Studio: international art — 50.1910

Page: 55
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Lady Alma-Tadema’s Pictures

fulness and richness, an extraordinary sense of the
sumptuous colour of life, seemed to come to the
tender lady who wras about to quit it. That exqui-
site little picture called The Dance, with the slim
pink-robed lady bowing to her cavalier as she waves
aloft a scarlet feather, might in its pure joyous-
ness have emanated from Watteau. Not that Lady
Alma-Tadema was at any time influenced by the
French school. Married when little more than a
girl to a famous painter of Dutch birth, it was
perhaps natural that she should have turned to
the Low Countries for her inspiration. Yet her
manual dexterity was clearly learnt at home. It
was in the Regent’s Park, at Townsend House,
under the loving eye of a master famed for his
draughtsmanship, that the beginner first found her

feet and began to paint her two little step-
daughters, Laurence and Anna. These ladies
figure in so many of Lady Alma-Tadema’s initial
attempts that the mention of their identity is
perhaps a pardonable indiscretion. In Grannie's
Needle, however, we detect a fresh model, and one
who seems to have proved so satisfactory that she
appears to have posed for the quaint little lady
in the work called, Put in the Corner, and other
themes. Another comparatively early composition
is that entitled Grace, where a Dutch mother and
child, the former bending over a table spread with
white napery and silver, calls down a blessing on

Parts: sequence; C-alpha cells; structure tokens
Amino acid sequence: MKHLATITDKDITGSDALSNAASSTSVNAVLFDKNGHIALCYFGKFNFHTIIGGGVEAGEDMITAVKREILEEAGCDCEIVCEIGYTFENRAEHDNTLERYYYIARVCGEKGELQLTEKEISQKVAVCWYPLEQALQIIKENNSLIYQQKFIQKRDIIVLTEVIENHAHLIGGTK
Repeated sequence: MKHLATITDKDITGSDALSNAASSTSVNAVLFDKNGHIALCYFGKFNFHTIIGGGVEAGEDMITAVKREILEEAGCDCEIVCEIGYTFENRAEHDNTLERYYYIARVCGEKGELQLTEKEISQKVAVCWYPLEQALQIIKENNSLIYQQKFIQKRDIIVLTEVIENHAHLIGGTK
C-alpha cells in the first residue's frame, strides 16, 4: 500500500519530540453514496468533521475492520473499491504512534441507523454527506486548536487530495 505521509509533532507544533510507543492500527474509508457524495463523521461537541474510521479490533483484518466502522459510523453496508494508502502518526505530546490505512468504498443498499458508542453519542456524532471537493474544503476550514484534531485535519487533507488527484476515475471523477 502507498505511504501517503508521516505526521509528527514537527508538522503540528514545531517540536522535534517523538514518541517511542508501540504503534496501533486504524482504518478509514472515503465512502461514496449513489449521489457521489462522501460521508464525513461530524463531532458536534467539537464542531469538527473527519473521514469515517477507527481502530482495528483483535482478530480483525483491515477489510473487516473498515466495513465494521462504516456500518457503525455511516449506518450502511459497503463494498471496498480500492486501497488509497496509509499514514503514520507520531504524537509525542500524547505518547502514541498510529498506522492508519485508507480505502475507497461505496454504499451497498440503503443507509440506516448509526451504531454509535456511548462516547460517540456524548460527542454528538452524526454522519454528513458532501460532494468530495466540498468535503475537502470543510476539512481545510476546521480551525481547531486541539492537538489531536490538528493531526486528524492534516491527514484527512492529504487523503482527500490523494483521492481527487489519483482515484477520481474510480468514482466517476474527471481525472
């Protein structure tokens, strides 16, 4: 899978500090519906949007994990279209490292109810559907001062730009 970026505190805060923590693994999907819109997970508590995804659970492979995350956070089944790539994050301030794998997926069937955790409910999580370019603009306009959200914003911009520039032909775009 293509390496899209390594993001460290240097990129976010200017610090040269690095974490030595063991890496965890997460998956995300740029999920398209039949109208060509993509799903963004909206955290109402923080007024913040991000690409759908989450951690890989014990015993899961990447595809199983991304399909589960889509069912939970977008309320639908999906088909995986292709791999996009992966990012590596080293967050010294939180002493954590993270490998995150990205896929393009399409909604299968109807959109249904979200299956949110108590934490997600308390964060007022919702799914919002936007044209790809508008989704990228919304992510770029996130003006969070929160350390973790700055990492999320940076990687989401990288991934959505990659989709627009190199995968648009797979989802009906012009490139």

the mid-day meal.

These tentative works are by no means without
their interest to the student. In them we see
a beginner’s anxious
endeavours to gain com-
mand of her tools. The
pattern of the picture is
carefully considered.
The drawing is minute
and painstaking. But
the handling, a fault
found in nearly all con-
scientious young stu-
dents, is seen to be tight
and formal. But little
by little, we perceive the
real artist emerging from
her novitiate. The small
moonlight sketch of the
old Coliseum in Regent’s
Park has already a hint
of the breadth to come
in her later painting.

In the recent exhibi-
tion at the Fine Art
Society’s Rooms in
New Bond Street few
things were more interest-
ing to Lady Tadema’s
admirers than the
sketches there seen for
the first time. Almost
exclusively painted in
oil, they not only showed
the artist at work grap-
pling with things at first
hand, and face to face
with nature, but marked,
in a significant way, the
progress in each succeed-
ing essay. The lady’s life,



{By permission of Messrs. Tooth, owners of the Copyright)
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